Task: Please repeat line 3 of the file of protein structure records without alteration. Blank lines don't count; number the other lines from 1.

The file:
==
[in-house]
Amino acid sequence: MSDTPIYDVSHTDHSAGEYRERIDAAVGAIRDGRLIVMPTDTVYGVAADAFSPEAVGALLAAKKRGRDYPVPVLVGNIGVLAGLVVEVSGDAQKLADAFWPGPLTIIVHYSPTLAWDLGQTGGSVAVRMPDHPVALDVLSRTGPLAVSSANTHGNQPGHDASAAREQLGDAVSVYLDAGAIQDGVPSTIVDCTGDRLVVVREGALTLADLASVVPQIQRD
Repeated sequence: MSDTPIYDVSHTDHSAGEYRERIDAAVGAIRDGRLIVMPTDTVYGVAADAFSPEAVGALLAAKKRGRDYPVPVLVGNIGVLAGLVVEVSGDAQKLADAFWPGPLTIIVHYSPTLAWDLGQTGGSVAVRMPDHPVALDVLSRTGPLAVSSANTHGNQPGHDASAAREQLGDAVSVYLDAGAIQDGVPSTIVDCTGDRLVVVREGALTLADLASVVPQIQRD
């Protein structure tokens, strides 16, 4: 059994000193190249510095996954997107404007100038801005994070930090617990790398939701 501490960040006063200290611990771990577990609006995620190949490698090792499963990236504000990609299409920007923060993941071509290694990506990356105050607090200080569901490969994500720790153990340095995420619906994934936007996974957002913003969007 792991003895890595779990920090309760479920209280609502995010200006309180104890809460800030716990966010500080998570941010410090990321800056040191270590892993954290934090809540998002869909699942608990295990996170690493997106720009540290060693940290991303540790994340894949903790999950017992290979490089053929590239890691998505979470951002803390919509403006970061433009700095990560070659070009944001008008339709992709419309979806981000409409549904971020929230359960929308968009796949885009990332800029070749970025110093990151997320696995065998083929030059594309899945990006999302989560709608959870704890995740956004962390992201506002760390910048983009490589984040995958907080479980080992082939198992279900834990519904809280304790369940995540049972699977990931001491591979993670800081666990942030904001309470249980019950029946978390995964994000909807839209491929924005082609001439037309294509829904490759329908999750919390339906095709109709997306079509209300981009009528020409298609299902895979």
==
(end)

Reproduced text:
Repeated sequence: MSDTPIYDVSHTDHSAGEYRERIDAAVGAIRDGRLIVMPTDTVYGVAADAFSPEAVGALLAAKKRGRDYPVPVLVGNIGVLAGLVVEVSGDAQKLADAFWPGPLTIIVHYSPTLAWDLGQTGGSVAVRMPDHPVALDVLSRTGPLAVSSANTHGNQPGHDASAAREQLGDAVSVYLDAGAIQDGVPSTIVDCTGDRLVVVREGALTLADLASVVPQIQRD